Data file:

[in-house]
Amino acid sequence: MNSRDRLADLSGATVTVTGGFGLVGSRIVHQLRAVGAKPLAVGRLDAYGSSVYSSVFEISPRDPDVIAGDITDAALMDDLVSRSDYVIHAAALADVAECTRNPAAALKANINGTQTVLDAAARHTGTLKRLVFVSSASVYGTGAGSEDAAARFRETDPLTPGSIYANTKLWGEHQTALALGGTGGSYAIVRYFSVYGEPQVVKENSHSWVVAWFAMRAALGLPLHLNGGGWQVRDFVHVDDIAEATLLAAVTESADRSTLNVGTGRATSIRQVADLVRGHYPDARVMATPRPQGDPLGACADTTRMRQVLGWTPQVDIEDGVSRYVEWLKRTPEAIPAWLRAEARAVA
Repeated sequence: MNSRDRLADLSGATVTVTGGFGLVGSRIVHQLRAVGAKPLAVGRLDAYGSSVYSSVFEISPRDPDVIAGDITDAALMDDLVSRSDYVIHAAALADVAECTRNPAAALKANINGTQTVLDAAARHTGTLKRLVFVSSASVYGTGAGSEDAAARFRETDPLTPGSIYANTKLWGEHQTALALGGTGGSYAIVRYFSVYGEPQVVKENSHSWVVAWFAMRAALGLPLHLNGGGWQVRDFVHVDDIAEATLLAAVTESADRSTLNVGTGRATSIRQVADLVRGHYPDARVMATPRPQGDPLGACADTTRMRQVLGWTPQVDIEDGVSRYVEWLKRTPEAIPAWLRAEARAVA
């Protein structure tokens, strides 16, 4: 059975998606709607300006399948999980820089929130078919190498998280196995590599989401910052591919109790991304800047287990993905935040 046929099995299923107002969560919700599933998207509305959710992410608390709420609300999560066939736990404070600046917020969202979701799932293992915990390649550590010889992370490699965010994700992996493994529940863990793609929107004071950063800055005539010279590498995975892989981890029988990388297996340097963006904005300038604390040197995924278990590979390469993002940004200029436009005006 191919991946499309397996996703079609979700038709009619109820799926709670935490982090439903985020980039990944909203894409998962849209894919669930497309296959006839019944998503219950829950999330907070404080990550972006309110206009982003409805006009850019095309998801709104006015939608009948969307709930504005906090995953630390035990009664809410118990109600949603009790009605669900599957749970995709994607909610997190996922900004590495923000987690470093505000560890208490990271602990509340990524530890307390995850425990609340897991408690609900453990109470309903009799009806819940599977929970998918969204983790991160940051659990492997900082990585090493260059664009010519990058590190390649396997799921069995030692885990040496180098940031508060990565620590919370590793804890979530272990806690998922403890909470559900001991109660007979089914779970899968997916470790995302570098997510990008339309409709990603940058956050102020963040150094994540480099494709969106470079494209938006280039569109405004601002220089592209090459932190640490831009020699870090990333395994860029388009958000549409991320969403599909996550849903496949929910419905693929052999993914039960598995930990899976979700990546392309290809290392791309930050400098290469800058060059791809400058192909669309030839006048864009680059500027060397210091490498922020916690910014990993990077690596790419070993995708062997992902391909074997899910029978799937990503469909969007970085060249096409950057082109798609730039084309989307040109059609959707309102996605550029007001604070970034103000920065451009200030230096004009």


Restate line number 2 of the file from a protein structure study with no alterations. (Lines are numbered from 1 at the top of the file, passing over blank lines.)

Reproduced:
Amino acid sequence: MNSRDRLADLSGATVTVTGGFGLVGSRIVHQLRAVGAKPLAVGRLDAYGSSVYSSVFEISPRDPDVIAGDITDAALMDDLVSRSDYVIHAAALADVAECTRNPAAALKANINGTQTVLDAAARHTGTLKRLVFVSSASVYGTGAGSEDAAARFRETDPLTPGSIYANTKLWGEHQTALALGGTGGSYAIVRYFSVYGEPQVVKENSHSWVVAWFAMRAALGLPLHLNGGGWQVRDFVHVDDIAEATLLAAVTESADRSTLNVGTGRATSIRQVADLVRGHYPDARVMATPRPQGDPLGACADTTRMRQVLGWTPQVDIEDGVSRYVEWLKRTPEAIPAWLRAEARAVA